After returning to Peru, Isla looked for the orca geoglyph on Google Earth and then on foot. “It was not easy to find it, because the [location and description] data were not correct, and I almost lost hope,” he said. “However, I expanded the search area and finally found it a few months later,”
After documenting the rediscovery, Isla led a team of six specialists from Peru’s Ministry of Culture in an effort to clean and restore the orca geoglyph in March and April this year.
Before the restoration, the geoglyph was disappearing due to erosion and the passage of time. “Being drawn on a slope, it is easier [for it] to suffer damage than [for] those figures that are in flat areas, such as those of the Nazca Pampa,” he said.
The creators of the orca drew it on the hillside in negative relief by removing a thin layer of stones to form the outline of the figure. This is similar to the technique used by the people of the Nazca culture to create geoglyphs from about 100 B.C. to A.D. 800.
But some contrasting parts of the rediscovered pattern, such as the eyes, were created out of piles of stones, the researchers said. This technique was used by people of the older Paracas culture, who occupied the region from around 800 B.C. to 200 B.C.
Soil tests have indicated that the orca geoglyph dates from around 200 B.C. The style of the pattern and its location on a hillside, rather than on a plain, suggest that it may be one of the oldest geoglyphs in the region, said one of Isla’s colleagues, Markus Reindel of the German Archaeological Institute, in an interview in a German newspaper.
Isla said that before the restoration in 2017, it would have been hard for a layperson to see the orca. “With the eyes of an archaeologist, and after having seen the photo in the catalog and later in Google Earth, it was not very difficult,” he said. “However, [for] the eyes of a person without these advantages, it was a bit difficult.”
Archaeologists find a 3,000-year-old megalithic temple in Peru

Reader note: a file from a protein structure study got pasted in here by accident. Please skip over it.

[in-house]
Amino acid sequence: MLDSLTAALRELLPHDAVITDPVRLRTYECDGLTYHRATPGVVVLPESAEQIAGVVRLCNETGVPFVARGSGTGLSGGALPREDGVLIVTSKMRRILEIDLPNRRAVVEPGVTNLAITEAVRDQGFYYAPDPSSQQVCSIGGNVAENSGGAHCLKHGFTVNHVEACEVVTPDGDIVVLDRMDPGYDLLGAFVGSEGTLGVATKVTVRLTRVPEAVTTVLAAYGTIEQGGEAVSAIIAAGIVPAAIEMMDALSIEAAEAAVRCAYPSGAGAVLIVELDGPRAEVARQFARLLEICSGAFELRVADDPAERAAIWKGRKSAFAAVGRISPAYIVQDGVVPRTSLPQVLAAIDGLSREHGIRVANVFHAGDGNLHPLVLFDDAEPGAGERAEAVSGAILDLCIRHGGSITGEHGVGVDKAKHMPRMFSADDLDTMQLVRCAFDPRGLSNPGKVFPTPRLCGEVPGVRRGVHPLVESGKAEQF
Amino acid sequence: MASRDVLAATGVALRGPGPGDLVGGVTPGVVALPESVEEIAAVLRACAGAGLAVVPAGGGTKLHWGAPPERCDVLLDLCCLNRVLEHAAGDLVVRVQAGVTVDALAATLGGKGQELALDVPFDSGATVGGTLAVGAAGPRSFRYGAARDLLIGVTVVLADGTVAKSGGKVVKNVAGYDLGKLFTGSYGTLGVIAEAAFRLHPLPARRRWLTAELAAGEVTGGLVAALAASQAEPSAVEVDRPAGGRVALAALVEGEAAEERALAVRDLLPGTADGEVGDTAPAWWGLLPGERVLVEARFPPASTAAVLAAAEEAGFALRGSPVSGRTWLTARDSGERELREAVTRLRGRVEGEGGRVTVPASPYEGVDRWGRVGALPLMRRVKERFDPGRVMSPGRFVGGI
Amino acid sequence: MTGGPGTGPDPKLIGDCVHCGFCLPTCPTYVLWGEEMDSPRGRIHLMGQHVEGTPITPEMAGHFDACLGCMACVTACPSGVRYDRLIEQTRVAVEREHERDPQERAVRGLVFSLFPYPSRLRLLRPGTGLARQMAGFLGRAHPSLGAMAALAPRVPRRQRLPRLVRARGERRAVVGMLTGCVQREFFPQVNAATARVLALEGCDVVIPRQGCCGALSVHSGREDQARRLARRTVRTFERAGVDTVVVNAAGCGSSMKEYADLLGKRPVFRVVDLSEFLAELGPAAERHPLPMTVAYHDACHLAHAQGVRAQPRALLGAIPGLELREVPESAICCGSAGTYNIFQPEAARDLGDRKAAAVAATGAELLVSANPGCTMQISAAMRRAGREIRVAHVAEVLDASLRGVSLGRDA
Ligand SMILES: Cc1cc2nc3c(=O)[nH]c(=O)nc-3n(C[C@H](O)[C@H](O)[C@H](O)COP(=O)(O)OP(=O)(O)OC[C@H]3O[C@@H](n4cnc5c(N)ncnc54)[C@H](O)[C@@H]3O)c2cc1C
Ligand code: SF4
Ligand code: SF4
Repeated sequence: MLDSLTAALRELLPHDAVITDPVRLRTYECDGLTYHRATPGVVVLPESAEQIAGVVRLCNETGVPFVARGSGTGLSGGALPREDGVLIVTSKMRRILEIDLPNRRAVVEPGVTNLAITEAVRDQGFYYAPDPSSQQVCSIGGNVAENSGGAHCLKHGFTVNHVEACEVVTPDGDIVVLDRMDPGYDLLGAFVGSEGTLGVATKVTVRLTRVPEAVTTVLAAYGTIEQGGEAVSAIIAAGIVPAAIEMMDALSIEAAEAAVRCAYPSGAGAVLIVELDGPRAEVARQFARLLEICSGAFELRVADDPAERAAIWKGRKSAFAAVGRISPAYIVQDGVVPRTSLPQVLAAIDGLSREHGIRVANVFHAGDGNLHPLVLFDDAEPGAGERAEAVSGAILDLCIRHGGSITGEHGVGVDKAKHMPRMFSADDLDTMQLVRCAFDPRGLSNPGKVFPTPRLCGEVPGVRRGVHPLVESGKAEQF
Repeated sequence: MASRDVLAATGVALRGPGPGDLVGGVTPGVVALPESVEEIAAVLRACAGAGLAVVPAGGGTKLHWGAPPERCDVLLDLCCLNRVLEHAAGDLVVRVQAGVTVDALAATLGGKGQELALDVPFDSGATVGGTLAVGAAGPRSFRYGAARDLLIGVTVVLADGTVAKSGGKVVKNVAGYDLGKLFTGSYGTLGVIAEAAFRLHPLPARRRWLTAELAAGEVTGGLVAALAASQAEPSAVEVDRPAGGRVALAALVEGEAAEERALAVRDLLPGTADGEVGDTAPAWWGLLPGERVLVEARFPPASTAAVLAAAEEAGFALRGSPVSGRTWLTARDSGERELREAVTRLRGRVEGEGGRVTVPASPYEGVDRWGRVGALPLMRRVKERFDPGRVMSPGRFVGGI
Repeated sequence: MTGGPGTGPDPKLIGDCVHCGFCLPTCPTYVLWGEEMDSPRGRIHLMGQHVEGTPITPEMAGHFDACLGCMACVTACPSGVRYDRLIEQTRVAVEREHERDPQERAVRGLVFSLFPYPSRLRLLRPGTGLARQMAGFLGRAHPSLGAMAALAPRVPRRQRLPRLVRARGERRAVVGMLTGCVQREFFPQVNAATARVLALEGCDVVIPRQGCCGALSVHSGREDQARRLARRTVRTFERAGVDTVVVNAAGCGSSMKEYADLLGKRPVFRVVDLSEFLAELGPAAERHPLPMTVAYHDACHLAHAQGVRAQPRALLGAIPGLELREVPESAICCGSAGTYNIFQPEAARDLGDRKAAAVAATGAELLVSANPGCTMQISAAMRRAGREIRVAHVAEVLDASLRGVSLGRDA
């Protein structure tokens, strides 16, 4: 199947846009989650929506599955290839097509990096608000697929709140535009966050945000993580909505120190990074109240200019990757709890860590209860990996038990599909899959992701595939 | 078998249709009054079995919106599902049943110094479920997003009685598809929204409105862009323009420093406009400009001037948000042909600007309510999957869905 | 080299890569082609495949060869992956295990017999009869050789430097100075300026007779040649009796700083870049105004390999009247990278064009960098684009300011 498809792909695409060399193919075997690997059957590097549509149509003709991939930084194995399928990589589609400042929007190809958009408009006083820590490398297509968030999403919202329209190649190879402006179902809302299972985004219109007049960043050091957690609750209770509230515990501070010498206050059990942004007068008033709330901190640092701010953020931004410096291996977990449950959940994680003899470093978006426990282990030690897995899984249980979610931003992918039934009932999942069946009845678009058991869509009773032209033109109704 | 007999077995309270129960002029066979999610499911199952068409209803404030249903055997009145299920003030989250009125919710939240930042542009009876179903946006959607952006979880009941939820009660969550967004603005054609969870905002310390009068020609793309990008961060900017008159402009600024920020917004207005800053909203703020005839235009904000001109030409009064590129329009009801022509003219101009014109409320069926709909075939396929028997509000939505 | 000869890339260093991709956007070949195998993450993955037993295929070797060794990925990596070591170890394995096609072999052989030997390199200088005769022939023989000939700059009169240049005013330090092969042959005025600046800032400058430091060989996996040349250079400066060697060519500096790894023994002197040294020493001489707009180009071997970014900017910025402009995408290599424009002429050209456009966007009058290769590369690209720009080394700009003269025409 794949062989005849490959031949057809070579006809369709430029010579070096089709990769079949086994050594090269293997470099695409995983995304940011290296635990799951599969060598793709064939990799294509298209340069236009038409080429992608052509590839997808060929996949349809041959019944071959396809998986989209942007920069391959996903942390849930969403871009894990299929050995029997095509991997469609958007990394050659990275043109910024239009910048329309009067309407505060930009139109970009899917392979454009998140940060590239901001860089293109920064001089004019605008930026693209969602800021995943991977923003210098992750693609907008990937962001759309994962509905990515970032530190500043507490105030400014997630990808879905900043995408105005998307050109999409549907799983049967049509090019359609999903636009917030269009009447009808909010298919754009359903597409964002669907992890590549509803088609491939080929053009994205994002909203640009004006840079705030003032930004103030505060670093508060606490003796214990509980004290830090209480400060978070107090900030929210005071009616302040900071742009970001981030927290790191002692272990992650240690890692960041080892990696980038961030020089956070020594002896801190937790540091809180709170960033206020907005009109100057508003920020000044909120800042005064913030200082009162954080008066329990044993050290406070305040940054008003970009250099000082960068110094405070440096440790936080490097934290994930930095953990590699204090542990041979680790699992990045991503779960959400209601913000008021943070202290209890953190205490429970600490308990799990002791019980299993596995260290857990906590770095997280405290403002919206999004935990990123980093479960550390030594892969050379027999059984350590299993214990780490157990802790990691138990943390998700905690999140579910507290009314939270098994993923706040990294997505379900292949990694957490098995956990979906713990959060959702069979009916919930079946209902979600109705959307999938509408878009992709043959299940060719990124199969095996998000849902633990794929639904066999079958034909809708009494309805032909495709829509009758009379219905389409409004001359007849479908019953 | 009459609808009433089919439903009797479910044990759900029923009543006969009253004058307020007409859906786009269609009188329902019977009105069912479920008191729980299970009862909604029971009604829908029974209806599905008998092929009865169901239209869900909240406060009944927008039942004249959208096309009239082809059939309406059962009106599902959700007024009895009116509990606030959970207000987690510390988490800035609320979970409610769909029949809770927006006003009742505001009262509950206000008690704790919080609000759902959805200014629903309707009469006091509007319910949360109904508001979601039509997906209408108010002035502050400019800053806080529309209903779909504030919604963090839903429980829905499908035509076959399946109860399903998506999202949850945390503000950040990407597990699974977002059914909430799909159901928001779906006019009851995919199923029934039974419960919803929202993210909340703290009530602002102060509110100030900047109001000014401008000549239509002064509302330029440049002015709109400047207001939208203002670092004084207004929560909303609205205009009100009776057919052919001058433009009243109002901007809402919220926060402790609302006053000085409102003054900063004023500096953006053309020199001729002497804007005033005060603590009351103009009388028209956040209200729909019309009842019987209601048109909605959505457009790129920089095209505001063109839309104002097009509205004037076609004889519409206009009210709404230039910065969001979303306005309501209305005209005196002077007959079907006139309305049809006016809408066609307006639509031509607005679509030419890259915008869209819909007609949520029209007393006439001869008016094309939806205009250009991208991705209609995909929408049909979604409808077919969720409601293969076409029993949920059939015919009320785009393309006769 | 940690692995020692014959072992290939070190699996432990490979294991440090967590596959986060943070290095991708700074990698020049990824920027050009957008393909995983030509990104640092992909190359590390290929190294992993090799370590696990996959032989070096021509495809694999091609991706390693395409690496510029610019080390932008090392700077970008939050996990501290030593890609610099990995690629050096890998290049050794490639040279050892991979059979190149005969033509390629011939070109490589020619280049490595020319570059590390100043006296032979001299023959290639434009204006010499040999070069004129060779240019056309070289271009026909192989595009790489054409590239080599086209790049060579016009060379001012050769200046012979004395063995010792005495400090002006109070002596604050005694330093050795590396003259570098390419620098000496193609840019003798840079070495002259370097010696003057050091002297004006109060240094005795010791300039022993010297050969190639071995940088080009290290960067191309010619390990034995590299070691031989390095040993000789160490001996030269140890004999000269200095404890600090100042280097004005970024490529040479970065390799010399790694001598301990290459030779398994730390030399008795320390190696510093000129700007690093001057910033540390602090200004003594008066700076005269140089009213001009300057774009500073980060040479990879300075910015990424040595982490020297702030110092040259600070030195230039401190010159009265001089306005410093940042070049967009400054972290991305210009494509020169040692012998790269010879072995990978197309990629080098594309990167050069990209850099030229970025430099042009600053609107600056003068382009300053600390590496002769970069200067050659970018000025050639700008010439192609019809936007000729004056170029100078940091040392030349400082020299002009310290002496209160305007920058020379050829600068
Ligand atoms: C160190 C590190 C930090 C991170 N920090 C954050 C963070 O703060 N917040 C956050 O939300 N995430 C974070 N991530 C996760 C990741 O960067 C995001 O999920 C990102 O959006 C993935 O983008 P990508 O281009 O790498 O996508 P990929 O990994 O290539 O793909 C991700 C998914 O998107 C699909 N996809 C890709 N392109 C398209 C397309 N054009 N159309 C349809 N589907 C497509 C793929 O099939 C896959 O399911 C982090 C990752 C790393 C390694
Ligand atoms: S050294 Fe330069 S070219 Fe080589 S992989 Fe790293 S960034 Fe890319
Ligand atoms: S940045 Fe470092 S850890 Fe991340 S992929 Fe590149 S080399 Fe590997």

A 3,000-year-old megalithic ‘water cult’ temple used for fertility rituals has been discovered in Peru by a team of Peruvian archaeologists.
The religious monument is over 131ft long and is located in the springs of the Zaña Valley river about 500miles from Lima, the modern capital of Peru.
Inside the temple archaeologists found a square with an alter that was likely used to offer important fertility rituals with water taken from the Zaña Valley river.
It should be noted that this is the first megalithic temple made from large stones discovered in this area. It was situated between two rivers and joined together to give rise to the current Zaña River, which is currently dry most of the year.
A cult that worships water
As per the archaeologists, it is an interesting find as it is the only known megalithic architecture in the Lambayeque region, which is known for desert landscape as well as dry forests. Secondly, it’s built by the earliest “great religion of ancient Peru.”
It should be mentioned that the water cult, whose members used to worship the water, built this megalithic temple in an area where a new river rises as a kind of “territorial symbolism.”
Edgar Bracamonte, an archaeologist with the Royal Tombs of Sipan Museum in Peru and one of the researchers involved in this excavation program said that this ancient temple dates back 3,000 years, to the Formative period, which was generally seen as the beginning of about 2000 BCE and lasted until about 200 CE.
Ancient inhabitants used to predict rains
Bracamonte stated that the location of the temple, between the rivers and the presence of the surrounding “pocitos,” or small wells indicate that ancient inhabitants of this region used to predict rainy seasons.
In addition, he also mentioned that the location also shows the importance of water to the people of the Formative period, which is an era of spectacular social transformation marked by the development of social stratification and monument building.
The archaeologists revealed that the 3000-year-old temple was built by using different sizes of large, carved rocks, which were moved to the area from mountains located over three kilometers away. It is believed that the temple has been abandoned around 250 BC.
Used as a burial ground by Chumy people
Later, the site was used by Chumy people as a burial ground. Archaeologists found 20 tombs belonged to the Chumy people, while one belonged to a man buried during the Formative period. Bracamonte said that the adult male was buried with a ceramic bottle that had two spouts and a bridge handle.
The team of archaeologists found that the megalithic temple was occupied in three stages, while the first stage is between 1500 BC and 800 BC, when people built the structure’s foundations from clay, the second stage is when the temple was built with influences from the pre-Inca civilization known as the Chavin, between 800 BC and 400 BC.
The third stage is when people added circular columns that were used to hold up the temple’s roof, between 400 BC and 100 BC.
City of Gold: The lost city of Paititi may be the Most Lucrative Historical Find